Sunday, 3 May 2015

Stephen Davis: Cataloguing the Coptic and Arabic Manuscripts in the Monastery of the Syrians: A Preliminary Report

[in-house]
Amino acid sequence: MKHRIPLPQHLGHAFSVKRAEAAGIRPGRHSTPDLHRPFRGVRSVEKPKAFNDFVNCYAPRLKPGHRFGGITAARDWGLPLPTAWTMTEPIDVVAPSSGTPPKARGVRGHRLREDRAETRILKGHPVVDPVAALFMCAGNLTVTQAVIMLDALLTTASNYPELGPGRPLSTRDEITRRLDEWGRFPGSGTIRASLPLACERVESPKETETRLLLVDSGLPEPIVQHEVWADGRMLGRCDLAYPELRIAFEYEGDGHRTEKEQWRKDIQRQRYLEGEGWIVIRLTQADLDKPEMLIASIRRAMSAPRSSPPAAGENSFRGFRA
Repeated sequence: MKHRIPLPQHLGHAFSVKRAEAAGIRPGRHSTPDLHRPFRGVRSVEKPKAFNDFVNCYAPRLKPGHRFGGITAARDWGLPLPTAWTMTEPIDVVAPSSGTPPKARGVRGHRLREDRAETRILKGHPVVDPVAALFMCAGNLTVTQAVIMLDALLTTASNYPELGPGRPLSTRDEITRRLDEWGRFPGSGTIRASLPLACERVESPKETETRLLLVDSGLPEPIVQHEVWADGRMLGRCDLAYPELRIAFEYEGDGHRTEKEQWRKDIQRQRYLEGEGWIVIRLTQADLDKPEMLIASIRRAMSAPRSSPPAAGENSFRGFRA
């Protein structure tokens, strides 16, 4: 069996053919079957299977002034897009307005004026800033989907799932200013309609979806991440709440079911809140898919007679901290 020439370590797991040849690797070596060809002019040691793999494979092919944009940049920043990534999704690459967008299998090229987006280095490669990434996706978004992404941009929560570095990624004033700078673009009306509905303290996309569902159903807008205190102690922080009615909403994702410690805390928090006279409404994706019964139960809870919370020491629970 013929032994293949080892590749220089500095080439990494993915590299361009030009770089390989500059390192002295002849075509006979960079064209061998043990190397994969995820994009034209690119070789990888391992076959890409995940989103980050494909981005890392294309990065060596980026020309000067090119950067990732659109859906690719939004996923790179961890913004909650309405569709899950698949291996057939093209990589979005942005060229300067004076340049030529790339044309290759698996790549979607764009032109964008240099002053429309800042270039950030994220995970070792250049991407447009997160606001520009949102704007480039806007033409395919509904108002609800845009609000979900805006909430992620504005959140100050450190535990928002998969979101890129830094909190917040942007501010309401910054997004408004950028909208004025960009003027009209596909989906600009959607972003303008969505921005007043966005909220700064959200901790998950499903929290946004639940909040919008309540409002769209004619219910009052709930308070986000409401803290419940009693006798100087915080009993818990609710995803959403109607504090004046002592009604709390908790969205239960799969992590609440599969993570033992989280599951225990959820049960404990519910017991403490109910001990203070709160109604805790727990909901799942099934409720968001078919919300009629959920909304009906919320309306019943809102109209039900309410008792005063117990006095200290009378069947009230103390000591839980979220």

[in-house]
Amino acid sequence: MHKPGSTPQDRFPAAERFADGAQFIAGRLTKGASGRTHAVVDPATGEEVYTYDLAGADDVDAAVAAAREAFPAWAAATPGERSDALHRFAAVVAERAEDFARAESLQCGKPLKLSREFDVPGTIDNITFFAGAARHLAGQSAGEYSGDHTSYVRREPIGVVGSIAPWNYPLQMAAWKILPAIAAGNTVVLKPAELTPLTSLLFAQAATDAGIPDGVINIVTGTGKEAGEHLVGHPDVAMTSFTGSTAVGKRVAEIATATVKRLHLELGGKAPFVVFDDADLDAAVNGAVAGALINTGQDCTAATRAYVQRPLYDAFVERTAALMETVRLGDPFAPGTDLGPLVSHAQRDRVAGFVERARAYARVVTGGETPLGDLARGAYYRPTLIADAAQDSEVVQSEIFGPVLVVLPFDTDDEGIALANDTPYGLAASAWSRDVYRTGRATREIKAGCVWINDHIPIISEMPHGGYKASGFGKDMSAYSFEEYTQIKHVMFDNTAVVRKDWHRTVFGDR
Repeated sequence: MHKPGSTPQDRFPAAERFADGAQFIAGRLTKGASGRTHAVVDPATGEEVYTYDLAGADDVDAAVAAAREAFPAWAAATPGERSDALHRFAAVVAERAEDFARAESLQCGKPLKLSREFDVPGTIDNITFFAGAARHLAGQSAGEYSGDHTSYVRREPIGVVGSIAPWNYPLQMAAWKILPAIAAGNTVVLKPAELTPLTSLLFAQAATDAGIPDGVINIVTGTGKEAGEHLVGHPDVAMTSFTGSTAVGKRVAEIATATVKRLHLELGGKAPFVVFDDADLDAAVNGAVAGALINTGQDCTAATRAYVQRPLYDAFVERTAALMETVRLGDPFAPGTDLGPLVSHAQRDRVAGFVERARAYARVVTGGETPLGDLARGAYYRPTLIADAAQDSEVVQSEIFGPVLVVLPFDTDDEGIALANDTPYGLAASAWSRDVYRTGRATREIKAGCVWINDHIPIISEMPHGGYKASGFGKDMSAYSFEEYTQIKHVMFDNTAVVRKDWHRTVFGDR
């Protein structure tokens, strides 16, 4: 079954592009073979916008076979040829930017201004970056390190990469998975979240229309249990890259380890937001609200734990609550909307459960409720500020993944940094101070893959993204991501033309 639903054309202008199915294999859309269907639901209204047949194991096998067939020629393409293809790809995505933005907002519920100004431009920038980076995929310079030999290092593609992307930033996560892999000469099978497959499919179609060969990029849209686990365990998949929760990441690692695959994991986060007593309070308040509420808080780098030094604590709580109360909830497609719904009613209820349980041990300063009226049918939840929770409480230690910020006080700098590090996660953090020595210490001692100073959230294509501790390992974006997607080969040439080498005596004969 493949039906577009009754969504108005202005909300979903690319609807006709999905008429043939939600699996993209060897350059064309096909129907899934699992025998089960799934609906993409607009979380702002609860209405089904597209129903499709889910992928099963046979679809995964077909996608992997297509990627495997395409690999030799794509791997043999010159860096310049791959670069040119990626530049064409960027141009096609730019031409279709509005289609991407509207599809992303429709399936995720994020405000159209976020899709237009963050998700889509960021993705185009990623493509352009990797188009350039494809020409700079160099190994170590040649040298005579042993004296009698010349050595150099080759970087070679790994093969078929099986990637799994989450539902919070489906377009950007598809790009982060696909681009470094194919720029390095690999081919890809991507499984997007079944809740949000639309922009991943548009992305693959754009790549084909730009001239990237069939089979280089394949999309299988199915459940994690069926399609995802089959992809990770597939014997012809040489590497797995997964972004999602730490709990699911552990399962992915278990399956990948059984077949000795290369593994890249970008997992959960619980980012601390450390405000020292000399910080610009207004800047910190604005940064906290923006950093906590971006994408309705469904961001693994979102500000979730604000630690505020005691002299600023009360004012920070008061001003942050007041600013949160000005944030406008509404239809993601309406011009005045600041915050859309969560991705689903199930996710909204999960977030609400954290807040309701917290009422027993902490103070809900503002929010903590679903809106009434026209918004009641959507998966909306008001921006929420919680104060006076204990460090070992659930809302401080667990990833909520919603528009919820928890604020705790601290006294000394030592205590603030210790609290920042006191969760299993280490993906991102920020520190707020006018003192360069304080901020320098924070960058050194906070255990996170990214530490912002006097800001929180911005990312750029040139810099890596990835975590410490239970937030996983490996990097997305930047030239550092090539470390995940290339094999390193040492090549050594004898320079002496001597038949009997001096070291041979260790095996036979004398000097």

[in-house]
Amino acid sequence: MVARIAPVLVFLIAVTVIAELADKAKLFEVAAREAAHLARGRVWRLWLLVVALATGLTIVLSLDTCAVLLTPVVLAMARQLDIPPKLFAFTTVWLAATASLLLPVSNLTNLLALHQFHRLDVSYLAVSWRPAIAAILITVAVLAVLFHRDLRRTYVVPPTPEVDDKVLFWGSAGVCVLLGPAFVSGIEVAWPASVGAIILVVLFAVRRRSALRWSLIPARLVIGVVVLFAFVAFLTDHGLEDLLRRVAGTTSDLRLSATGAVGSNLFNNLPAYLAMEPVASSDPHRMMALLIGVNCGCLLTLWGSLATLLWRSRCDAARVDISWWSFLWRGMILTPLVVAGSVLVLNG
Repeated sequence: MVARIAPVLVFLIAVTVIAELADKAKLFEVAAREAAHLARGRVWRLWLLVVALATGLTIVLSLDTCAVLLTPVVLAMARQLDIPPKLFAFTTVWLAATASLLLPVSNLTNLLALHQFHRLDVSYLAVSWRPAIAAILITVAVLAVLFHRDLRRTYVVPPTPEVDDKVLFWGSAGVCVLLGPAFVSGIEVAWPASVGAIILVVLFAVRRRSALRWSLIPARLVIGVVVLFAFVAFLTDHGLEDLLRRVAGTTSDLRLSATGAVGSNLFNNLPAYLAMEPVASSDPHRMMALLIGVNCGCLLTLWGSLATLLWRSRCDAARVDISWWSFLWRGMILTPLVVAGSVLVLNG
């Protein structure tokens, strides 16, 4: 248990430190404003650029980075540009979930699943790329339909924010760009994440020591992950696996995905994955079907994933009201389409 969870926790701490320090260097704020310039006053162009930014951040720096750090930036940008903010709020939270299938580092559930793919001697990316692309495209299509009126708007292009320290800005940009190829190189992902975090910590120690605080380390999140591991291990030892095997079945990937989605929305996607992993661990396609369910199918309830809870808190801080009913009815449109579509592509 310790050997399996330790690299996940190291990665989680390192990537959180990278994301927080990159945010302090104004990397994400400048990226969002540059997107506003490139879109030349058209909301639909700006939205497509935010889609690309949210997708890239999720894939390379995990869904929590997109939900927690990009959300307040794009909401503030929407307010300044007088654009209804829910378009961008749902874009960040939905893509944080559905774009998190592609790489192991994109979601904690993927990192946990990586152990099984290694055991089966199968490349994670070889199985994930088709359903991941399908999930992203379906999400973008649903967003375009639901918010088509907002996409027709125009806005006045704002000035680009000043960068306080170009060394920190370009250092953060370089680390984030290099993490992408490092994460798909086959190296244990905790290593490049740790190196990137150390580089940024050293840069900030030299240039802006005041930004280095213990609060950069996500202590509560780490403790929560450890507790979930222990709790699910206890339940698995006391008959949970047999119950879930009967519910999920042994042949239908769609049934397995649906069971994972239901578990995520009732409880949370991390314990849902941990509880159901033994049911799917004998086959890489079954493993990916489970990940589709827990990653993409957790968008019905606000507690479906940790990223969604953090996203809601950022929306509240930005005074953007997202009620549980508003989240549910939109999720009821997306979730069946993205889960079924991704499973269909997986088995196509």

In December 2013, I inaugurated a project to catalogue the Coptic and Arabic manuscripts at the Monastery of the Syrians in Wādī al-Naṭrūn, Egypt. As of December 2014, my team and I have produced entries for 140 out of approximately 800 manuscripts. The purpose of this paper is to present a preliminary report on our findings. First, I will summarize the contents of the collection, classified by the monastery into seven traditional genre divisions: biblical texts (kutub muqaddasah), commentaries (tafāsīr), church canons (qawānīn), theology (lāhūt), ascetic literature (naskiyāt), saints’ lives and sermons (mayāmir), and liturgy (ṭuqūs). Second, I will introduce our cataloguing method and present a case study: a thirteenth-century Coptic-Arabic manuscript containing the Psalms, assorted biblical and liturgical prayers, and the early Christian correspondence between Jesus and King Abgar. This manuscript is important for historical, textual, and codicological reasons. First, it was funded in Cairo by the well-known medieval literary patron al-Amjad Ibn al-‘Assāl and produced in 1255 CE by his personal scribe Gabriel, who later became Coptic Pope Gabriel III (fl. 1268–1271). Second, its bilingual text of the Jesus-Abgar correspondence preserves the second oldest extant copy of that work in Arabic. Third, in the late eighteenth century, the manuscript was divided, with the Psalms bound in one volume (classified under biblical texts as MS 11) and the rest relegated to a second volume (classified under liturgical texts as MS 383). Our cataloguing work has allowed us to reunite the two halves codicologically and reconstruct their shared history.

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